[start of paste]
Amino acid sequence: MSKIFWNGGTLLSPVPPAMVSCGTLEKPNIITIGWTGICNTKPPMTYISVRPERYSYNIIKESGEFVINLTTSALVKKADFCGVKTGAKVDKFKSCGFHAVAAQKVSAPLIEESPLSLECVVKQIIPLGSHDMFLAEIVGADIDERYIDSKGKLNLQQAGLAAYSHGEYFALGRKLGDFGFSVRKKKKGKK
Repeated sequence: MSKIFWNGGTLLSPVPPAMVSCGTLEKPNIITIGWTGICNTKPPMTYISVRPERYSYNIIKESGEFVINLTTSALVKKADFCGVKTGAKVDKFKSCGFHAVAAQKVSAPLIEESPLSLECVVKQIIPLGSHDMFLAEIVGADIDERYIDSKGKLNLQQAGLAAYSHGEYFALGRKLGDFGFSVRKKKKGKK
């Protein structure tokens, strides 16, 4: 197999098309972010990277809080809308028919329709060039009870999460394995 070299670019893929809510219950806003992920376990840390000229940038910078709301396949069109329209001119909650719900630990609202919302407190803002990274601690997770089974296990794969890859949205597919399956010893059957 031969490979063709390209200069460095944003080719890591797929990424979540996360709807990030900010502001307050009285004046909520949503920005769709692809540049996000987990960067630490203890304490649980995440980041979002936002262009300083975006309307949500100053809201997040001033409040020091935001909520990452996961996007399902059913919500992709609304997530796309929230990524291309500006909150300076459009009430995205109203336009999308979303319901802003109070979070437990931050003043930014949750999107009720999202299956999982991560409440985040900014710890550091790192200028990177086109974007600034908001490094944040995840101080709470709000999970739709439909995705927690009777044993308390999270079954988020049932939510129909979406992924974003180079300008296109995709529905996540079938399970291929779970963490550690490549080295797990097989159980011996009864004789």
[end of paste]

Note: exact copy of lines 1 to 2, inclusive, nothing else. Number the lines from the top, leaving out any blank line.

Amino acid sequence: MSKIFWNGGTLLSPVPPAMVSCGTLEKPNIITIGWTGICNTKPPMTYISVRPERYSYNIIKESGEFVINLTTSALVKKADFCGVKTGAKVDKFKSCGFHAVAAQKVSAPLIEESPLSLECVVKQIIPLGSHDMFLAEIVGADIDERYIDSKGKLNLQQAGLAAYSHGEYFALGRKLGDFGFSVRKKKKGKK
Repeated sequence: MSKIFWNGGTLLSPVPPAMVSCGTLEKPNIITIGWTGICNTKPPMTYISVRPERYSYNIIKESGEFVINLTTSALVKKADFCGVKTGAKVDKFKSCGFHAVAAQKVSAPLIEESPLSLECVVKQIIPLGSHDMFLAEIVGADIDERYIDSKGKLNLQQAGLAAYSHGEYFALGRKLGDFGFSVRKKKKGKK